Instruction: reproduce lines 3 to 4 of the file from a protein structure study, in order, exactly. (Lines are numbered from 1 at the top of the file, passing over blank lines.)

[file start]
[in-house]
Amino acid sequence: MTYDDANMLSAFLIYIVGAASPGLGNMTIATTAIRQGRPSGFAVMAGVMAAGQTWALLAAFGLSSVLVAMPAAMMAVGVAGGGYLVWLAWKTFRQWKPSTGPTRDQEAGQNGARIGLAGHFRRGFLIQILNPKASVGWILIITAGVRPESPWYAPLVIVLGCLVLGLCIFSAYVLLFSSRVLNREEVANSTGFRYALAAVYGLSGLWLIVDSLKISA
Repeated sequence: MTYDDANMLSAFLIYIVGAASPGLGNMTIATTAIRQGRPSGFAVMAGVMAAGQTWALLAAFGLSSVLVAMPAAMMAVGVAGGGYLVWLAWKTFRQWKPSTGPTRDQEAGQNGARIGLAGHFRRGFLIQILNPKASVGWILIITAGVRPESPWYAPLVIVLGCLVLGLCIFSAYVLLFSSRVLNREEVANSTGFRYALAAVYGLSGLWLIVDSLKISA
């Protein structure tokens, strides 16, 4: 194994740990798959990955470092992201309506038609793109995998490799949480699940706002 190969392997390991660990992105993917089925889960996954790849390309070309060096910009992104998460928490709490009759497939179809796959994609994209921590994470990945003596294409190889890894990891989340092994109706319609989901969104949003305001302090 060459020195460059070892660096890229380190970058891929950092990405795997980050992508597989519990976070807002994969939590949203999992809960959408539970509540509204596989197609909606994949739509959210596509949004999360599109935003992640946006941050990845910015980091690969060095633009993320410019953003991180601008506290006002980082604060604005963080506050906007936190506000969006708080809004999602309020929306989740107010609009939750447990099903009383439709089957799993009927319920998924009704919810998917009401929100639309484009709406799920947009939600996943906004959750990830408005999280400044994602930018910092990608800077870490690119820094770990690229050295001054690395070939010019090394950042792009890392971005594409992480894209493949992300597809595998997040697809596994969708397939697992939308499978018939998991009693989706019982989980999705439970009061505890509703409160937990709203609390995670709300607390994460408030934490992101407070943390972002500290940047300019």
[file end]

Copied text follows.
Repeated sequence: MTYDDANMLSAFLIYIVGAASPGLGNMTIATTAIRQGRPSGFAVMAGVMAAGQTWALLAAFGLSSVLVAMPAAMMAVGVAGGGYLVWLAWKTFRQWKPSTGPTRDQEAGQNGARIGLAGHFRRGFLIQILNPKASVGWILIITAGVRPESPWYAPLVIVLGCLVLGLCIFSAYVLLFSSRVLNREEVANSTGFRYALAAVYGLSGLWLIVDSLKISA
């Protein structure tokens, strides 16, 4: 194994740990798959990955470092992201309506038609793109995998490799949480699940706002 190969392997390991660990992105993917089925889960996954790849390309070309060096910009992104998460928490709490009759497939179809796959994609994209921590994470990945003596294409190889890894990891989340092994109706319609989901969104949003305001302090 060459020195460059070892660096890229380190970058891929950092990405795997980050992508597989519990976070807002994969939590949203999992809960959408539970509540509204596989197609909606994949739509959210596509949004999360599109935003992640946006941050990845910015980091690969060095633009993320410019953003991180601008506290006002980082604060604005963080506050906007936190506000969006708080809004999602309020929306989740107010609009939750447990099903009383439709089957799993009927319920998924009704919810998917009401929100639309484009709406799920947009939600996943906004959750990830408005999280400044994602930018910092990608800077870490690119820094770990690229050295001054690395070939010019090394950042792009890392971005594409992480894209493949992300597809595998997040697809596994969708397939697992939308499978018939998991009693989706019982989980999705439970009061505890509703409160937990709203609390995670709300607390994460408030934490992101407070943390972002500290940047300019």